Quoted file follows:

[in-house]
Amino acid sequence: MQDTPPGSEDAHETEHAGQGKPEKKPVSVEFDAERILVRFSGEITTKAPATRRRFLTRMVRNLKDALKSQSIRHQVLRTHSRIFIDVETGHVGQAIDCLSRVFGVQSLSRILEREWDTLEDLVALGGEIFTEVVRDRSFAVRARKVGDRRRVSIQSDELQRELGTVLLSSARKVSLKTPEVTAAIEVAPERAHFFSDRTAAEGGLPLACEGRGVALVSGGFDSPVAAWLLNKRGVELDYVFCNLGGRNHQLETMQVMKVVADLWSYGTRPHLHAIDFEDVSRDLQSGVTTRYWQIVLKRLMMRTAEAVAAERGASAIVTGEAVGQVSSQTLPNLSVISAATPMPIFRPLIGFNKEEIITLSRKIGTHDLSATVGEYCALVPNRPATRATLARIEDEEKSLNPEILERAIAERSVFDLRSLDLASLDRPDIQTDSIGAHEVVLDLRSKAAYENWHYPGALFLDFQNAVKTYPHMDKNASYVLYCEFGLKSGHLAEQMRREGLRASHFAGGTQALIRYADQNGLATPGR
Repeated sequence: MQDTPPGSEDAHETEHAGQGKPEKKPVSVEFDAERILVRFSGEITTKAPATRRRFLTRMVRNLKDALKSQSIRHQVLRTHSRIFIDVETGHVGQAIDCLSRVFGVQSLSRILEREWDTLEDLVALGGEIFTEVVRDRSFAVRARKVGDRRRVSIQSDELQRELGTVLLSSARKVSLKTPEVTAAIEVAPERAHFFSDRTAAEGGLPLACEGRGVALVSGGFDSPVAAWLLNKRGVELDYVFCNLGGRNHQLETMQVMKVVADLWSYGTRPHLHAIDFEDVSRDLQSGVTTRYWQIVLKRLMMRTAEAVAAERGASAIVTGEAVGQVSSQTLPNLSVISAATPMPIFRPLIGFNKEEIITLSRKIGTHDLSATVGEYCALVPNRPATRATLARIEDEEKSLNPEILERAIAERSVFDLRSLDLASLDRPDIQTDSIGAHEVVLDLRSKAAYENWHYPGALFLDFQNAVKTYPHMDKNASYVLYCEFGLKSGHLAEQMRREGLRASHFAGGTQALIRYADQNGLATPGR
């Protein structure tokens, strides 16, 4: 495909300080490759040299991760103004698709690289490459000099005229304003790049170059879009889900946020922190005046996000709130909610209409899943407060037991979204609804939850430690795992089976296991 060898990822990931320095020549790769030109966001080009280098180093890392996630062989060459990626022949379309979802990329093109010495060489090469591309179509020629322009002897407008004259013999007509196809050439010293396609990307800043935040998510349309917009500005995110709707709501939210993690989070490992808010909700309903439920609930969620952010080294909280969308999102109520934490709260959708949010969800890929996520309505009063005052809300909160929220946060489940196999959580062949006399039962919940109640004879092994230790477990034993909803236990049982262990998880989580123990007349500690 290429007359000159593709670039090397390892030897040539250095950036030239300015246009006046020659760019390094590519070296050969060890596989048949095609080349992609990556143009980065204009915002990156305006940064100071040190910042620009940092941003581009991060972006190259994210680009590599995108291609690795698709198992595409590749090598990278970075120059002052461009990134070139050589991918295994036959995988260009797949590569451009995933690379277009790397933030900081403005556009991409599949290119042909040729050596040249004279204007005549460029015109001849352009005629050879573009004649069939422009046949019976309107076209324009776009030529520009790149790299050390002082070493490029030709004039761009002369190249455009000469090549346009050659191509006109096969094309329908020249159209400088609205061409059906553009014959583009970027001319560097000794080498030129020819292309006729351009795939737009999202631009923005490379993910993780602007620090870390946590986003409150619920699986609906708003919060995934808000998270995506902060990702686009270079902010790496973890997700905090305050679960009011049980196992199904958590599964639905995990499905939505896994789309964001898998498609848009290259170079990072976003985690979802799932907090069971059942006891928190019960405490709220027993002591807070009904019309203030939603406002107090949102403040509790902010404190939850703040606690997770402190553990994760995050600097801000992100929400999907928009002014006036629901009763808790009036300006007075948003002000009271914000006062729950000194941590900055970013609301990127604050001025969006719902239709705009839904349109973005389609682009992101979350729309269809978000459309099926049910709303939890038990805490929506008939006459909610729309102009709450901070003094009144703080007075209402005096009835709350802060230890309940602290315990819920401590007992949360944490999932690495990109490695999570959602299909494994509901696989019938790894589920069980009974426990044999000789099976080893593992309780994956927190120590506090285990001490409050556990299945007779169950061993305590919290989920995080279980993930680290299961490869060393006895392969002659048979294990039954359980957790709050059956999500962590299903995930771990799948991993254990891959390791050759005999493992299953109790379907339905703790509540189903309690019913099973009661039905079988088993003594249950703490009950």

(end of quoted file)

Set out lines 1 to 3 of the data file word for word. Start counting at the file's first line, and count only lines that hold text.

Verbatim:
[in-house]
Amino acid sequence: MQDTPPGSEDAHETEHAGQGKPEKKPVSVEFDAERILVRFSGEITTKAPATRRRFLTRMVRNLKDALKSQSIRHQVLRTHSRIFIDVETGHVGQAIDCLSRVFGVQSLSRILEREWDTLEDLVALGGEIFTEVVRDRSFAVRARKVGDRRRVSIQSDELQRELGTVLLSSARKVSLKTPEVTAAIEVAPERAHFFSDRTAAEGGLPLACEGRGVALVSGGFDSPVAAWLLNKRGVELDYVFCNLGGRNHQLETMQVMKVVADLWSYGTRPHLHAIDFEDVSRDLQSGVTTRYWQIVLKRLMMRTAEAVAAERGASAIVTGEAVGQVSSQTLPNLSVISAATPMPIFRPLIGFNKEEIITLSRKIGTHDLSATVGEYCALVPNRPATRATLARIEDEEKSLNPEILERAIAERSVFDLRSLDLASLDRPDIQTDSIGAHEVVLDLRSKAAYENWHYPGALFLDFQNAVKTYPHMDKNASYVLYCEFGLKSGHLAEQMRREGLRASHFAGGTQALIRYADQNGLATPGR
Repeated sequence: MQDTPPGSEDAHETEHAGQGKPEKKPVSVEFDAERILVRFSGEITTKAPATRRRFLTRMVRNLKDALKSQSIRHQVLRTHSRIFIDVETGHVGQAIDCLSRVFGVQSLSRILEREWDTLEDLVALGGEIFTEVVRDRSFAVRARKVGDRRRVSIQSDELQRELGTVLLSSARKVSLKTPEVTAAIEVAPERAHFFSDRTAAEGGLPLACEGRGVALVSGGFDSPVAAWLLNKRGVELDYVFCNLGGRNHQLETMQVMKVVADLWSYGTRPHLHAIDFEDVSRDLQSGVTTRYWQIVLKRLMMRTAEAVAAERGASAIVTGEAVGQVSSQTLPNLSVISAATPMPIFRPLIGFNKEEIITLSRKIGTHDLSATVGEYCALVPNRPATRATLARIEDEEKSLNPEILERAIAERSVFDLRSLDLASLDRPDIQTDSIGAHEVVLDLRSKAAYENWHYPGALFLDFQNAVKTYPHMDKNASYVLYCEFGLKSGHLAEQMRREGLRASHFAGGTQALIRYADQNGLATPGR